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Russia, Explained #22 by Novaya Gazeta
State-linked forced labor — Messy Syrian campaign — HIV+ migrants deported
This Week’s Highlights
We’ve uncovered the use of forced labor at building sites funded by the Russian government, the Kremlin doubles-down on Soviet nostalgia as a smokescreen for the ongoing power-grab, escalating hostilities complicate Moscow’s involvement in Syria, HIV-positive migrants are facing deportation and other top stories that Russia has been reading this week.
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Government Funded Forced Labor, Exposed
On February 20, 2019, a judge in the Perm Krai – on the eastern edge of European Russia – ordered the deportation of five North Koreans who had been living and working there illegally. Before they were deported, the undocumented migrants met with human rights activists and revealed their work as forced laborers during the construction of 31 apartment buildings not far from Perm. Funds partially allocated from federal and regional budgets apparently financed the building project.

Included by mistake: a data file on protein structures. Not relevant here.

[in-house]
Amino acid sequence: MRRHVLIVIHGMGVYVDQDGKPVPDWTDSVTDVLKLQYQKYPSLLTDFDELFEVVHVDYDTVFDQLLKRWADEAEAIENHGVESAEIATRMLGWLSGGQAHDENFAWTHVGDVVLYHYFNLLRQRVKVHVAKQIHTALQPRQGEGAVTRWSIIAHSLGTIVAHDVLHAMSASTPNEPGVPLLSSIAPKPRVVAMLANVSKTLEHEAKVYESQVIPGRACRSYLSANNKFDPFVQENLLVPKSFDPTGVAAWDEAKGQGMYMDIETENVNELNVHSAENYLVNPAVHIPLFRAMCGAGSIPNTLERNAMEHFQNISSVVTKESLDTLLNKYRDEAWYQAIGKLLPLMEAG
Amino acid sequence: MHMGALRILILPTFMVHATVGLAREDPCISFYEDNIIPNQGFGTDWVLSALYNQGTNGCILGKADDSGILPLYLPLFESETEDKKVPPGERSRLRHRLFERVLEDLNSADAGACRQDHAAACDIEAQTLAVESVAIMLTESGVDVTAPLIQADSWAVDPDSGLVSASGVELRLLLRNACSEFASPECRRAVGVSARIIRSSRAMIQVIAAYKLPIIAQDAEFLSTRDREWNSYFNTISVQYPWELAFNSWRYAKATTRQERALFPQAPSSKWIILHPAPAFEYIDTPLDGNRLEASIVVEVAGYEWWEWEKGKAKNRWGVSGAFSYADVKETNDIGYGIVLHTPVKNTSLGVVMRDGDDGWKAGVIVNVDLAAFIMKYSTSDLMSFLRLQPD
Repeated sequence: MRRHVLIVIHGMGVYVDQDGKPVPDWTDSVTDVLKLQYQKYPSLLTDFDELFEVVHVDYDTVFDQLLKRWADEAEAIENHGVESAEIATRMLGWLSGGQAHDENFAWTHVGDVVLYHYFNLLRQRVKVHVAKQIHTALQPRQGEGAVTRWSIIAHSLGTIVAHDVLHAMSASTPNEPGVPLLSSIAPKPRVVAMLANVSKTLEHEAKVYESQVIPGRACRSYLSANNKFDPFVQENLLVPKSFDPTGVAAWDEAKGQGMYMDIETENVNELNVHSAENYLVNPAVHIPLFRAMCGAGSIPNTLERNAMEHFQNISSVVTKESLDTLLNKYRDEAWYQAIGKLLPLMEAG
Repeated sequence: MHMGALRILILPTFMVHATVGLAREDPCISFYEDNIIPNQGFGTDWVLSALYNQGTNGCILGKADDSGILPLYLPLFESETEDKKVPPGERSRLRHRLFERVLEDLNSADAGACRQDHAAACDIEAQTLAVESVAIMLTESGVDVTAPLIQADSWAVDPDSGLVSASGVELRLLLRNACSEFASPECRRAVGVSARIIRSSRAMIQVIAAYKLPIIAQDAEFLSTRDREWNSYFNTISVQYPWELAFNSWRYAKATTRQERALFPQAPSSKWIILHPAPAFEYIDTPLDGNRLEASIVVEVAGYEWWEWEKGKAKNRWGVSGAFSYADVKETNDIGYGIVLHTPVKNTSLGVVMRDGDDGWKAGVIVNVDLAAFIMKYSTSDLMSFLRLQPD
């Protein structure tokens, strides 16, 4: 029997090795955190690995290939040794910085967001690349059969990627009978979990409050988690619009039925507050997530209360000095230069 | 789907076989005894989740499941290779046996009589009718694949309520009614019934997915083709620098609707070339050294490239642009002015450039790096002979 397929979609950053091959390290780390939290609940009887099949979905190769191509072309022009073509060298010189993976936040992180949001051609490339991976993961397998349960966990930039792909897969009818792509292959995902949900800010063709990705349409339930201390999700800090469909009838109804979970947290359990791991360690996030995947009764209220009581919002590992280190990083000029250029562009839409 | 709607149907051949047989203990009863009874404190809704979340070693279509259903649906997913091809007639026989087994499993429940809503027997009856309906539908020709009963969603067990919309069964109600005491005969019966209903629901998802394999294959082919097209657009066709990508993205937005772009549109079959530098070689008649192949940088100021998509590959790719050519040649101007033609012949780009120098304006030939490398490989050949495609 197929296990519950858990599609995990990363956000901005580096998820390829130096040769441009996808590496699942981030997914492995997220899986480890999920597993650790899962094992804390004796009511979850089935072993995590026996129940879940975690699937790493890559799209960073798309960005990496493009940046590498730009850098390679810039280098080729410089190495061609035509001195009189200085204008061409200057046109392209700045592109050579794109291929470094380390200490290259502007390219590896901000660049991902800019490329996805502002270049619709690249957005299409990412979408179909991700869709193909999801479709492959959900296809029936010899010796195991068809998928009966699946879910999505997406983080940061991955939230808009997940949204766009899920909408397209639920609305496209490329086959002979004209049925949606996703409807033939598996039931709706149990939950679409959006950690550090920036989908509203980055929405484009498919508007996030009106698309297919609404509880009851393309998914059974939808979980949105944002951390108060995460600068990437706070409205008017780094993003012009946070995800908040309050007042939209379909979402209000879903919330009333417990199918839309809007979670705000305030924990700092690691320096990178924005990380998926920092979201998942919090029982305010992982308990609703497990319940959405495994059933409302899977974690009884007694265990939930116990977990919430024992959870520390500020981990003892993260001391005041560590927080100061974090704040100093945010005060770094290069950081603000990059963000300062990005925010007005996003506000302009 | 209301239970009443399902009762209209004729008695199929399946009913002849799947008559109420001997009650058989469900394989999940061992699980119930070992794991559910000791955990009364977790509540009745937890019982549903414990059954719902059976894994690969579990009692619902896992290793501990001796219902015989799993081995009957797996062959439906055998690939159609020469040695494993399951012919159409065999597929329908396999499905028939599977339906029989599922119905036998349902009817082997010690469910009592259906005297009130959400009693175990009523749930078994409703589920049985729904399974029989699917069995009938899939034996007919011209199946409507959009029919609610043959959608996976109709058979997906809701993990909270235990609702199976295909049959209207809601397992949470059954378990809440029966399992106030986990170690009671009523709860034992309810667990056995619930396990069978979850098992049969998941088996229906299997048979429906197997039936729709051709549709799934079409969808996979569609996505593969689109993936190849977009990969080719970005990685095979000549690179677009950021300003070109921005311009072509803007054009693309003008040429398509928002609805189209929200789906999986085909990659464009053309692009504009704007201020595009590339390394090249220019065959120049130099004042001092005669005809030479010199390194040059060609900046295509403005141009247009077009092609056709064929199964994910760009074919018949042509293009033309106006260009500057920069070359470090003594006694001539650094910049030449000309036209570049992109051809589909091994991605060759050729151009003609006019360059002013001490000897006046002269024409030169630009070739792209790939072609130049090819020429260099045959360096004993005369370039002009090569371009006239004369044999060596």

Government-funded forced labor. A Russian-Korean man known only by his last name, Tsoi, was allegedly responsible for bringing the undocumented North Korean workers to the construction site. One of the workers told Novaya Gazeta that he and the other laborers lived on-site, in the very apartments they were building. “We even cooked for ourselves there. The workday was 15 to 16 hours. We slept on the floor, there was no bedding, only old mattresses,” he recalled. “Tsoi took our passports. They were only returned after the trials, ahead of the deportation.” Over the course of about two months, the five North Koreans worked as finishers and sometimes did hard labor like mixing cement. In the end, they were paid about $236 – as a group.